How Long Does Bankruptcy Stay On Your Credit Report?
A Chapter 7 Bankruptcy filing will stay on your credit report for 10 Years.
Credit scores are based on the information contained in a person’s credit report; therefore, people are always concerned with how bankruptcy will affect their credit score. Bankruptcy filings are reflected on the person’s credit report; however, by the time many people come into the office to discuss filing bankruptcy, their credit score has already been damaged due to late payments, collectors and other negative marks. As people struggle to pay their bills and find a way out of a debt problem, their credit score suffers. By the time they decide to file bankruptcy, the damage is already done.
Filing Bankruptcy and Your Credit Score
When you file a bankruptcy case, the filing will be reflected on your credit report. A Chapter 7 bankruptcy case remains on your credit report for 10 years while a Chapter 13 bankruptcy case is only reflected on your credit report for 7 years. It is true that filing bankruptcy typically results in a temporary decrease in your credit score; however, the decrease is not permanent. Most debtors see a slight increase in their credit score within a year after the bankruptcy case is complete and with good credit habits, their credit score continues to improve. In fact, filing a bankruptcy is a debt solution that increases your credit score over time compared to other debt solutions.
For example, filing bankruptcy results in discharged debts being reported with a zero balance on your credit report. While the creditor will note the debt was discharged through bankruptcy, the amount owed is zero and the creditor no longer reports payments as being late. As time passes, the negative impact of a discharged account decreases and the credit score improves.
On the other hand, if you work with a debt consolidation company, creditors are not required to work with you to resolve debts; therefore, creditors who choose not to accept your proposed terms will continue to report late payments each month. Even though you may be working with some creditors, the creditors who refuse to work with you are still reporting information to the credit reporting agencies. This continues to damage and lower your credit score. A bankruptcy filing requires all creditors to accept the terms of the bankruptcy discharge so that you can get a fresh start.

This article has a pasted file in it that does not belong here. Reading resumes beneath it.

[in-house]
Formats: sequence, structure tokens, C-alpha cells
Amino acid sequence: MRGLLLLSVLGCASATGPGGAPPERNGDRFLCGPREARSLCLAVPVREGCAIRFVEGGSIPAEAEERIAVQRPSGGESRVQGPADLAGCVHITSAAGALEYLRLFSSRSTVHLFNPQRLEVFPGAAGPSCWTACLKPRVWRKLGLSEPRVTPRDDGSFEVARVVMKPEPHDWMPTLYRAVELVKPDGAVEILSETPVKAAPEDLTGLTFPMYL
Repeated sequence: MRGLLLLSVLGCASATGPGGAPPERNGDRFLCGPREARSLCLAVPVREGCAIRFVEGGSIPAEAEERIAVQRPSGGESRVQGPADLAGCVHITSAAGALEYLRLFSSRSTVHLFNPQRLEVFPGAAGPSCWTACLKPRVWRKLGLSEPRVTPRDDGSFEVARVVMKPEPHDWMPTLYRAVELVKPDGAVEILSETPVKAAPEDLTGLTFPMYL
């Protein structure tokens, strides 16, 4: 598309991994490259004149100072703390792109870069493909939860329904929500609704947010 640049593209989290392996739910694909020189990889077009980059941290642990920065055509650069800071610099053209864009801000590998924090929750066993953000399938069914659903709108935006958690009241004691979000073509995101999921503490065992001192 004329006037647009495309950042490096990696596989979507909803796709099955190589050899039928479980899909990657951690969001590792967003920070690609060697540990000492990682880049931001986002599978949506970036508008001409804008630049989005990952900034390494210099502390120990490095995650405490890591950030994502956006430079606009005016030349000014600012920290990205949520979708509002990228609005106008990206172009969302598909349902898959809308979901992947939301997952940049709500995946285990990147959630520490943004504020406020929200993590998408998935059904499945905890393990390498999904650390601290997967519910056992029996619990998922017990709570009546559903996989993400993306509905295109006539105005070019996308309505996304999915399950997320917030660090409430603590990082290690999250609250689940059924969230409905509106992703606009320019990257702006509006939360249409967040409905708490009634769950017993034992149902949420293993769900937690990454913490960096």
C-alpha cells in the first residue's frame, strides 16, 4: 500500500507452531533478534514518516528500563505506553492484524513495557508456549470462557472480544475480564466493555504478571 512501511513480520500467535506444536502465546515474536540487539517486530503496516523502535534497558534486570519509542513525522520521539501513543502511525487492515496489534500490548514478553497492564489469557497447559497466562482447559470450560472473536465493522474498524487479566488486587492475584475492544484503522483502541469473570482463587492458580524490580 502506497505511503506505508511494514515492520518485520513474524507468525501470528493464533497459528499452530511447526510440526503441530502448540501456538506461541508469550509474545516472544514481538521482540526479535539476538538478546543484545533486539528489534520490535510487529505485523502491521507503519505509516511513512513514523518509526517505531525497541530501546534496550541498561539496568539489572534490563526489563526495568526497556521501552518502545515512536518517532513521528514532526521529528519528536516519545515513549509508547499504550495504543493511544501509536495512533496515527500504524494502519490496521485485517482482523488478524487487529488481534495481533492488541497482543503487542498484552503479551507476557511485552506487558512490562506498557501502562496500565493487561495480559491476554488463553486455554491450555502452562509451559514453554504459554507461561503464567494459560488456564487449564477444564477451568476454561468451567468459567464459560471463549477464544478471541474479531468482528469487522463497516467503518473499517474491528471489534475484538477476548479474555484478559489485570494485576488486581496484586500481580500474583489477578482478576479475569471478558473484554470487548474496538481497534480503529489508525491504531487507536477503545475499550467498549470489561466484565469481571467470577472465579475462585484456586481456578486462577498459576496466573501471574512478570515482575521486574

Doing nothing damages your credit rating more than a bankruptcy filing. Ignoring debt problems will only result in additional negative marks on your credit report such as foreclosures, repossessions and collection lawsuits.
Tips for Rebuilding Credit After Bankruptcy
The most important thing you can do to improve your credit score after bankruptcy is to make all remaining debt payments on time. Your credit history, including late payments, comprises 35% of your credit score. Late payments remain on your credit history up to 36 months or longer and lower your credit score very quickly. As you begin making your car payment, house payment and other secured debt payments on time each month, your credit score will begin to improve.
After your bankruptcy case is closed, apply for a secured credit card. You will be required to deposit an amount equal to your credit limit with the lender to secure your credit charges. Before applying for a secured credit card, verify that the lender reports your payments to the credit reporting agencies. As you use the secured credit card and make timely payments on the account, you will be improving your overall credit history.
Once your credit rating begins to improve, you can consider applying for a small personal loan provided you can easily afford the monthly payments. This will give you a better mixture of the various types of debts, which is a factor used to calculate your credit score. Only do this if you know you can make timely payments on the account and pay off the entire account. The same applies to a car loan. If you do not have a car loan, applying for a small car loan and making on-time payments will help rebuild your credit score.
Only time and on-time payments will improve your credit score. Beware of companies or individuals who claim they can increase your credit score very quickly. These offers are usually fraudulently and designed to get money from you without offering you any real assistance. By making on-time payments and using credit wisely, your credit score will improve within a few years following your bankruptcy filing even though the bankruptcy may be reflected on your credit report for several more years.
Contact an Experienced Bankruptcy Attorney
If you are dealing with overwhelming financial problems and harassing debt collectors, contact Weston Legal, PLLC to discuss your bankruptcy options. We will help you find the best solution to solve your debt problems.